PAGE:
20:39: and elite institution with a lot of very strong traditions,
20:43: one of very, you know, a smattering of black students there.
20:47: How does he fit in?
20:48: What is life like for him?
20:50: I think he really is surprised that,
20:53: I mean, he thinks what he's good at is a ticket to ride.
20:57: You get a law degree from Yale, you're going to become a big time lawyer in New York City
21:02: on Wall Street and make a lot of money.
21:05: That was his ambition, that was his reason for doing it, and that was his expectation.
21:11: He was surprised by what it was like to be there.
21:14: You're surrounded by him.
21:15: He's one of his married student housing, roommate, was John Bolton, Bill and Hillary Clinton
21:21: or one class ahead of him, but in a lot of his classes.
21:24: As Bolton tells us, it was a place where people expected to run the world someday and they
21:29: were just there, gathering whatever they needed to do that.
21:33: Well, that was certainly not the case for Clarence Thomas.
21:36: And he was heartbroken when he discovered, once again, so obviously to him that the students
21:44: did not believe that he belonged there because of affirmative action.
21:49: And in some cases, even the professors thought he was getting a free pass.
21:54: He basically never talked in classes or anything like that.
21:58: He was in some form of shell shock during his years at Yale Law School.
22:05: And at the end, when folks were getting invitations to join as associates in big law firms,
22:14: he didn't get offers and you report that he kept these rejection letters.
22:19: What is kind of a motivation?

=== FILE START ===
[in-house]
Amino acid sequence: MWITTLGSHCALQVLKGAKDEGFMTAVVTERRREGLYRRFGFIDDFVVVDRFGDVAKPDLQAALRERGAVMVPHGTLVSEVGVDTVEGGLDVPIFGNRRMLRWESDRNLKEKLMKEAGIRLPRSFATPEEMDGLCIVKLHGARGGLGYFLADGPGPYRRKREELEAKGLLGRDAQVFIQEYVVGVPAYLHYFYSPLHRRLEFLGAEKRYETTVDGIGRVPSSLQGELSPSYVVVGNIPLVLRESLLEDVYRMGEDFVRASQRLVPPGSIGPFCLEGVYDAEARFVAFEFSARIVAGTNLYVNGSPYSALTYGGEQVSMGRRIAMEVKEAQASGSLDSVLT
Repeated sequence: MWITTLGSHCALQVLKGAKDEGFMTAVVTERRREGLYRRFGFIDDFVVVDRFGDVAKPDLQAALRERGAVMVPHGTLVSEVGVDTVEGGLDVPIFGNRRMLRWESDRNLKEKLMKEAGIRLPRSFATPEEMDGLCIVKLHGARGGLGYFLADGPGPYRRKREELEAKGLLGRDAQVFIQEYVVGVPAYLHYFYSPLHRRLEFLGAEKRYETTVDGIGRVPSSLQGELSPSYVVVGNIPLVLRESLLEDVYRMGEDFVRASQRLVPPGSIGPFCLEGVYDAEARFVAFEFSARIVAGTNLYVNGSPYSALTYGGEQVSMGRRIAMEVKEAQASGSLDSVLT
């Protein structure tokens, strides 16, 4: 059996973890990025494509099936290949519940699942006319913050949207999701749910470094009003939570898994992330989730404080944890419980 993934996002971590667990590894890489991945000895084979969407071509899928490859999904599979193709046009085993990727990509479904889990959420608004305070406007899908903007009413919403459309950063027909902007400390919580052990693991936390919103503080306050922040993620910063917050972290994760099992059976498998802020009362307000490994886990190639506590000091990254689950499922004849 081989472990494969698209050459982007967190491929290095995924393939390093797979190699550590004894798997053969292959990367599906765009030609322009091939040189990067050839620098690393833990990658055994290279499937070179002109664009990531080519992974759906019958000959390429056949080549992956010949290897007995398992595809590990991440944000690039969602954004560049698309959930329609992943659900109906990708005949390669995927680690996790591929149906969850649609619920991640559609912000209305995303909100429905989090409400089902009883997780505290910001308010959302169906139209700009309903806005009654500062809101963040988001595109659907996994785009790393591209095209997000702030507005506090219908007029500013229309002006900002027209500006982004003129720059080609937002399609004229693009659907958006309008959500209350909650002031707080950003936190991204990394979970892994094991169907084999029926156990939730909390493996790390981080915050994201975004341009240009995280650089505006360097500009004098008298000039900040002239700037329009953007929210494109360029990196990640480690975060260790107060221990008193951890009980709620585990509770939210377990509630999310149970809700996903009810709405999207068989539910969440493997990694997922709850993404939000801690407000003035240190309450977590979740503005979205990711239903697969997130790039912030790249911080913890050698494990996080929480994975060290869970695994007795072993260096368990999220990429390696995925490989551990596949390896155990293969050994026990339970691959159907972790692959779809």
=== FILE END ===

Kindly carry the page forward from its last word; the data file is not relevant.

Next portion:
22:22: Exactly.
22:23: I mean, even today, this is a man who, for whom revenge is one response to the lack of acceptance of him and his efforts.
22:34: So yes, when he doesn't, he arrives at what he thinks of as the pinnacle.
22:38: He graduates from Yale Law School and he realizes it's not going to yield.
22:44: kind of a job that he had aspirations for. He says he has the degree, the A.O. Law School
22:50: degree, framed with a 10 cent price, one of those stickers that says 10 cents, and he
22:56: stuck it on the diploma frame and said, that's basically what that A.O. Law School degree was worth to me.
23:05: Well, Michael Kirk, thank you so much for speaking with us.
23:09: My pleasure, Dave. Thank you.
23:12: Kirk is an award-winning filmmaker. His documentary Clarence and Jenny Thomas,
23:16: Politics Power and the Supreme Court, is available to stream for free on YouTube,
23:21: Frontlines, website, and in the PBS app.
23:30: Cuban Mexican American Arturo O'Farrell has led New York's acclaimed Afro Latin
23:34: jazz orchestra for two decades. Before that, he'd run the Latin big band of his father,
23:40: composer Chico O'Farrow. Back when Arturo started out, he just wanted to be a jazz pianist.
23:46: Jazz Critic Kevin Whitehead says his album puts piano in the foreground.
24:20: Arturo O'Farrill, on the 1935 tune obsession, written by the great Puerto Rican Balero
24:26: composer Pedro Flores while he was living in New York.
24:30: On one level, O'Farrill's new trio and solo album Legacies is about intersections of jazz
24:35: and Latin Caribbean music that reached back nearly a century.
24:39: Like so many before him, the pianist steers between formal Cuban dance syncopations and
24:45: and jazz's spontaneous liberties with the beat.
25:27: The honest Arturo O'Farrell with his son, Zacko Farrell, on drums, who, like his father, caught the jazz bug early.
25:34: When Arturo was 19, composer Carla Blay heard him playing a bargag and drafted him into her 1980s big band.
25:41: He plays one of her elegantly simple ballads from that period.
25:45: Norwegian title translates as, development song.
26:18: Arturo O'Farrell shows commendable restraint there, but he goes the other way, playing
26:34: Philonius Monk's Well-You-Needin' does a solo.
26:38: Monk was a less-is-more type guy, but his interpreters don't have to be.
26:42: O'Farrell is an orchestra leader.
26:44: He likes big gestures and a busy sound.
26:47: But sometimes, who gets so swept up in the moment, he forgets to come up for air.
26:52: non-horned players need to take breath pauses.
27:29: Arturo O'Farrow balances freedom and discipline, covering a 1951 tune where pianist Bud Powell
27:36: made his Afro Cuban influences clear, from Max Rocha's Cal Bell to its Spanish title,
27:42: Un Poco Local.
27:44: O'Farrow really flies on his version.